Port of Amsterdam Welcomes the World of Chemical Recycling
NETHERLANDS – The Port of Amsterdam has begun the construction of a new facility that will convert non-recyclable plastic into fuel for the transport sector, estimated to reduce CO2 emissions by 57,000 tonnes per year. The project, by Dutch company Bin2Barrel, which focuses on the development of plastic-to-fuel projects, will see synthetic materials that could not be reused otherwise, now become reusable in a useful application, while at the same time offering a more sustainable alternative for traditional transport fuels.
The ultimate goal is the application of the produced substances in the production of new synthetic materials, in other words chemical recycling. This brings the mission of Bin2Barrel fully in line with the targets of the Dutch government, which recently added chemical recycling to its national waste management plan. The plant will be built in collaboration with Port of Amsterdam and is expected to be up and running by the end of this year.
The plant, which has been made possible by an investment of approximately €28 million, will aim to produce more than 30 million litres of fuel per year out of 35,000 tonnes of non-recyclable plastic. The flow of non-recyclable plastic comes from Dutch waste collectors and processors, who would otherwise just burn waste for lack of any other applications. In combustion of the produced fuel, the return on energy is nearly three times higher (80%) than in direct burning of plastic in waste incinerators (33%). Roon van Maanen, Head of Circular & Renewable Industry at Port of Amsterdam, commented:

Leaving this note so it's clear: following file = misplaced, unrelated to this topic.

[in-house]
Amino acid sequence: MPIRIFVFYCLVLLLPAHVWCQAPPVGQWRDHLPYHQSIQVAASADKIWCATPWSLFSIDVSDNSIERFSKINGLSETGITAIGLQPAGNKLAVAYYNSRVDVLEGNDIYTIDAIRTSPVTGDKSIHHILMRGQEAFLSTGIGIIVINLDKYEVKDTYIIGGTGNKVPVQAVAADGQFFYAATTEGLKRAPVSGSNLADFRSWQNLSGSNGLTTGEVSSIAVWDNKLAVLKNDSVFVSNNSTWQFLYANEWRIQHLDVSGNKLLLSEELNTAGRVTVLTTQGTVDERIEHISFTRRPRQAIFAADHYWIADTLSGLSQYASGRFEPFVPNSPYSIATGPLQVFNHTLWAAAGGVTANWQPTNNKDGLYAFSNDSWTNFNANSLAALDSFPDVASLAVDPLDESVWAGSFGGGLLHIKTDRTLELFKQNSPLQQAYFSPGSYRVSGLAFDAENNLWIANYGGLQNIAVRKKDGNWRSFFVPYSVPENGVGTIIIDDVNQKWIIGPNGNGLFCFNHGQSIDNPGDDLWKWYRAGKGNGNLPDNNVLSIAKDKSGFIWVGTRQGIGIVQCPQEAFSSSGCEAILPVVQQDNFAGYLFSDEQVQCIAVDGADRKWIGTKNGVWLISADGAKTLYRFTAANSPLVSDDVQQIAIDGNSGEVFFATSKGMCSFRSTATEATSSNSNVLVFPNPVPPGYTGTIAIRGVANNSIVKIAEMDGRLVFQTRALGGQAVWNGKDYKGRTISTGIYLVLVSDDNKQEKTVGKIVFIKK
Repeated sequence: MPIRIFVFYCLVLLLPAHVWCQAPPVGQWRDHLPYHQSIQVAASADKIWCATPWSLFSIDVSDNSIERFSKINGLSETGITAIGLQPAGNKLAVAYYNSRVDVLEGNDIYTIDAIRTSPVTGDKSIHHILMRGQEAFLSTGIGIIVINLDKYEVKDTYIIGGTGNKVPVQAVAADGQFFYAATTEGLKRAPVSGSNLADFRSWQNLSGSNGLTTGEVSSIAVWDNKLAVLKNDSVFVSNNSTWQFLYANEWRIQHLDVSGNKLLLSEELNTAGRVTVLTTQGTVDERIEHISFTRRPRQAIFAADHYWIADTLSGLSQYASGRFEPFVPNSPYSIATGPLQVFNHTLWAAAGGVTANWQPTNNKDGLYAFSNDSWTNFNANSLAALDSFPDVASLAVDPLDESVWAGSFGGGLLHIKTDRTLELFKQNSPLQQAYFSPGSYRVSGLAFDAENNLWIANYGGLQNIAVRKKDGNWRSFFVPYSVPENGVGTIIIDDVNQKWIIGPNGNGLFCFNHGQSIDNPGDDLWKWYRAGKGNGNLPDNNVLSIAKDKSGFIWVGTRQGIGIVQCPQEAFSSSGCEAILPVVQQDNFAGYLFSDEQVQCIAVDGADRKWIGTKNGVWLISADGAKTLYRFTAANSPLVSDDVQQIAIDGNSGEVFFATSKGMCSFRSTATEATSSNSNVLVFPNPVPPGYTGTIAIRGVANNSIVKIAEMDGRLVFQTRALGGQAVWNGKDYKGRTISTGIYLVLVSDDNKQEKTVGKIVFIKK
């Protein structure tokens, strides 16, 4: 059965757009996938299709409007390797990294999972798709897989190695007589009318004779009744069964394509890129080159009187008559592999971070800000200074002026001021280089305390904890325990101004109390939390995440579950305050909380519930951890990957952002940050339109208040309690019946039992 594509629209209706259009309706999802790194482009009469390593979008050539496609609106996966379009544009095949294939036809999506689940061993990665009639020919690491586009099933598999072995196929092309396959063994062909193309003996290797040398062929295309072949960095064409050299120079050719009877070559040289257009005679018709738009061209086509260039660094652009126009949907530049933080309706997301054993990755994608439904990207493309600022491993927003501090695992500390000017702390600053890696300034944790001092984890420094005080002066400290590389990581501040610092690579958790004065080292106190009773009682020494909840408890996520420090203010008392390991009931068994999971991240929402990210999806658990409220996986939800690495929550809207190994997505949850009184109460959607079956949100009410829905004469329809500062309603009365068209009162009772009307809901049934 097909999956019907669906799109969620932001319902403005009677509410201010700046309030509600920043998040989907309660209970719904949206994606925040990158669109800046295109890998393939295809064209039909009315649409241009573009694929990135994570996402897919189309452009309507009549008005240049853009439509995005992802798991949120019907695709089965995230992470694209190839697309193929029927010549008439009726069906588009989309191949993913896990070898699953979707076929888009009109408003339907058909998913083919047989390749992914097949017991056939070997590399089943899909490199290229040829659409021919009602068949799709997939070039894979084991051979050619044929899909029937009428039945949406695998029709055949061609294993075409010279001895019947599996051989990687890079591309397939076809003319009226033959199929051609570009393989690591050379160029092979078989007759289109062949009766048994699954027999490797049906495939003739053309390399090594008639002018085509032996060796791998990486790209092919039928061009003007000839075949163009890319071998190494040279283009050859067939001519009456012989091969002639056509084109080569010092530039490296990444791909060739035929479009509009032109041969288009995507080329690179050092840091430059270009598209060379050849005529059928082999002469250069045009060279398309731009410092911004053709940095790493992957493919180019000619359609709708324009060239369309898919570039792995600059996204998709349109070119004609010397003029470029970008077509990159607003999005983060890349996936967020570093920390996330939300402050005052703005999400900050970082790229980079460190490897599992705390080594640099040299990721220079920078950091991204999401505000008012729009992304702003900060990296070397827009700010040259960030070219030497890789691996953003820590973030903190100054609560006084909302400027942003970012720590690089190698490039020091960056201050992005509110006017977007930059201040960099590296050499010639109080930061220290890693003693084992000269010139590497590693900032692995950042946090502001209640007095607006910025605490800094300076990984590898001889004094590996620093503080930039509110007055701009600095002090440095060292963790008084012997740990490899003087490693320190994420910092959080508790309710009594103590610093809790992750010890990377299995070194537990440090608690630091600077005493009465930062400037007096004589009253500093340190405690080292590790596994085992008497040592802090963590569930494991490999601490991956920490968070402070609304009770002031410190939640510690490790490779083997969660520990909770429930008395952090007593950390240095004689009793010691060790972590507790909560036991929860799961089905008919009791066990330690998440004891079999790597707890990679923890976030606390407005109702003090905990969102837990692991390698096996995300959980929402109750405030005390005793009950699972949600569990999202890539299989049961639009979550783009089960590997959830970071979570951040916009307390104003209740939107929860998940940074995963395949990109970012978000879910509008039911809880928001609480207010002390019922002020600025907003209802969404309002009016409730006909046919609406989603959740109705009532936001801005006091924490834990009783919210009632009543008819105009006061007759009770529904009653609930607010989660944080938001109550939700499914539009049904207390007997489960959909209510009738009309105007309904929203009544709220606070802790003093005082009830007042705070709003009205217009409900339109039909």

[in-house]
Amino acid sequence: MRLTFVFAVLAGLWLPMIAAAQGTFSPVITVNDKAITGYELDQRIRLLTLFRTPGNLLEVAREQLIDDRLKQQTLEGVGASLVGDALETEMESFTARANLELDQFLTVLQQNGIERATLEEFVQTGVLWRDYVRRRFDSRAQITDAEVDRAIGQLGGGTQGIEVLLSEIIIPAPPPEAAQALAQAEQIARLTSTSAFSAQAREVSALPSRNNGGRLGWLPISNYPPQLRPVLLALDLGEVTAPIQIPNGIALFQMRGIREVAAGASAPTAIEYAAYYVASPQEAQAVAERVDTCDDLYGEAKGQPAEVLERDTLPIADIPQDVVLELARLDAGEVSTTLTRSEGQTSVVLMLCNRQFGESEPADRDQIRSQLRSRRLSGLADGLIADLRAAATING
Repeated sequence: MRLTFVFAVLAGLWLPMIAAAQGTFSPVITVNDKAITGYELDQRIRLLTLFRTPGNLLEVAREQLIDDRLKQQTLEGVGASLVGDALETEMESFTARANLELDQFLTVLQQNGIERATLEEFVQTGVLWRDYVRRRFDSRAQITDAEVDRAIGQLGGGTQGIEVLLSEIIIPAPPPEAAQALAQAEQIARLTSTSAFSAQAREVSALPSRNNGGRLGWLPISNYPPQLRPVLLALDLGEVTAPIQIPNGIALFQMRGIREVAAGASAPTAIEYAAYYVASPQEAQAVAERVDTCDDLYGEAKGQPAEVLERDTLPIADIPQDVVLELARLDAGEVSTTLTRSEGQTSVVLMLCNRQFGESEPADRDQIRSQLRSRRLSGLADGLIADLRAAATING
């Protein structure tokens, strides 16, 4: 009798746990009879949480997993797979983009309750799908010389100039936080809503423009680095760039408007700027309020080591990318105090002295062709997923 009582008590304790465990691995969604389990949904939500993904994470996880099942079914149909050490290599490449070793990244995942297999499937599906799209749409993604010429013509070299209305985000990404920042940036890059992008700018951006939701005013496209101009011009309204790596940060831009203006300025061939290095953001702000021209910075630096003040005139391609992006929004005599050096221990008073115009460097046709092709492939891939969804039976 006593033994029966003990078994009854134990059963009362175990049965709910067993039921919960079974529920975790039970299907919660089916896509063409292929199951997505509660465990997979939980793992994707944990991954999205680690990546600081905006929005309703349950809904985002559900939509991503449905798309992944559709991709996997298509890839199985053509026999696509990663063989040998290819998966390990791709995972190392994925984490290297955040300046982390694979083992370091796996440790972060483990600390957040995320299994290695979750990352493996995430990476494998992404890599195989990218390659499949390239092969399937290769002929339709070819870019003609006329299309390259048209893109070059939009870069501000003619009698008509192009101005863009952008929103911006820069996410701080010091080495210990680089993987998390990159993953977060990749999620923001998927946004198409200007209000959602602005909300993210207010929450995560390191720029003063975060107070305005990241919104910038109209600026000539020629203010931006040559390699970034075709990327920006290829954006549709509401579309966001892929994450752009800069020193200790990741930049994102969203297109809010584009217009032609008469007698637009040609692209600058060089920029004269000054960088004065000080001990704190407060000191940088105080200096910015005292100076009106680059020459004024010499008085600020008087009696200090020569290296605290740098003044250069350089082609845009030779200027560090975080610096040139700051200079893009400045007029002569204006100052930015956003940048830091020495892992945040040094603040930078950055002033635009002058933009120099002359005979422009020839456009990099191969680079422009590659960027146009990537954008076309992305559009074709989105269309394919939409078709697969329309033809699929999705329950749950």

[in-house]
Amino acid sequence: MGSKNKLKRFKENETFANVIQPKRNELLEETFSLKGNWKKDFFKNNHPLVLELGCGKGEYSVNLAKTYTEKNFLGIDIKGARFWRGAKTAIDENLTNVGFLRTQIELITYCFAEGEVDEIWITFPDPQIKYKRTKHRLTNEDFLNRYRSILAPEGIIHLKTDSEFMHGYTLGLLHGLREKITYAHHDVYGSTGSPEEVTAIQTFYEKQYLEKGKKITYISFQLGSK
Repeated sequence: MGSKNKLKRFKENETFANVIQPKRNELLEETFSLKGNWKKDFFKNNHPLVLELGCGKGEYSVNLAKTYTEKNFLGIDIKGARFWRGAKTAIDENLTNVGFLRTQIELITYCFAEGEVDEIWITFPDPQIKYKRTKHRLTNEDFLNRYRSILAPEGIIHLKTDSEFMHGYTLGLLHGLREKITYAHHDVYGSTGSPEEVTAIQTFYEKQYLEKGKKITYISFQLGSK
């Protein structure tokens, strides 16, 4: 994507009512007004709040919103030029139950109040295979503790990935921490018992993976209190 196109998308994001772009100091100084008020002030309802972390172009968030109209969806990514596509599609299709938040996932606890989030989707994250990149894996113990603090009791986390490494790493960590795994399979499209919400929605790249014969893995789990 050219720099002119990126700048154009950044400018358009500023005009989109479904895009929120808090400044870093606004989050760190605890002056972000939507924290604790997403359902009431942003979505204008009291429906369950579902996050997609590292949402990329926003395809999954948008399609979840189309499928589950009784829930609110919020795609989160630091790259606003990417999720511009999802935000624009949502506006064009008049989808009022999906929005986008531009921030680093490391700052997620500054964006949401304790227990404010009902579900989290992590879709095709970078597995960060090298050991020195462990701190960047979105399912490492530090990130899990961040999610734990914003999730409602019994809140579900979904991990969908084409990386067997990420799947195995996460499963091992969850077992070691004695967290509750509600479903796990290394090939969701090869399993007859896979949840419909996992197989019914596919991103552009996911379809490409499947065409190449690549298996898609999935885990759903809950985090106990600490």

“The use of plastic and the lack of a proper processing of plastic cause massive pollution worldwide. Bin2Barrel introduces innovative and badly needed technology that will enable us to make use of a currently non-recyclable flow of waste in a manner that makes perfect sense. By creating a new product from an otherwise problematic waste product, Bin2Barrel fits perfectly within the mission of Port of Amsterdam to facilitate energy transition as well as transition to a circular economy.”
The processing of non-recyclable plastic waste in the new plant it is estimated will lead to that reduction of 57,000 tonnes of reduced CO2 emissions a year compared to current waste management options. In addition, Bin2Barrel say that the produced fuel has the same sustainability level as biodiesel, further contributing to the environment. Floris Geeris, co-founder of Bin2Barrel
“We are proud that this plant, which is the first of its kind in the world, will help us contribute to energy transition. We provide a solution that will process non-recyclable plastic with a higher efficiency, while at the same time producing fuel with an extremely low emission.”
The aim is to eventually build four plants in the Port of Amsterdam, expanding into the entire Benelux and Germany, in order to make better use of the approximately 25 million tonnes of non-recyclable plastic available per year throughout Europe. Eventually, the focus will be shifted to extracting valuable chemical components from the plastic, instead of the production of fuels.
Photo: Artist impression B2B Amsterdam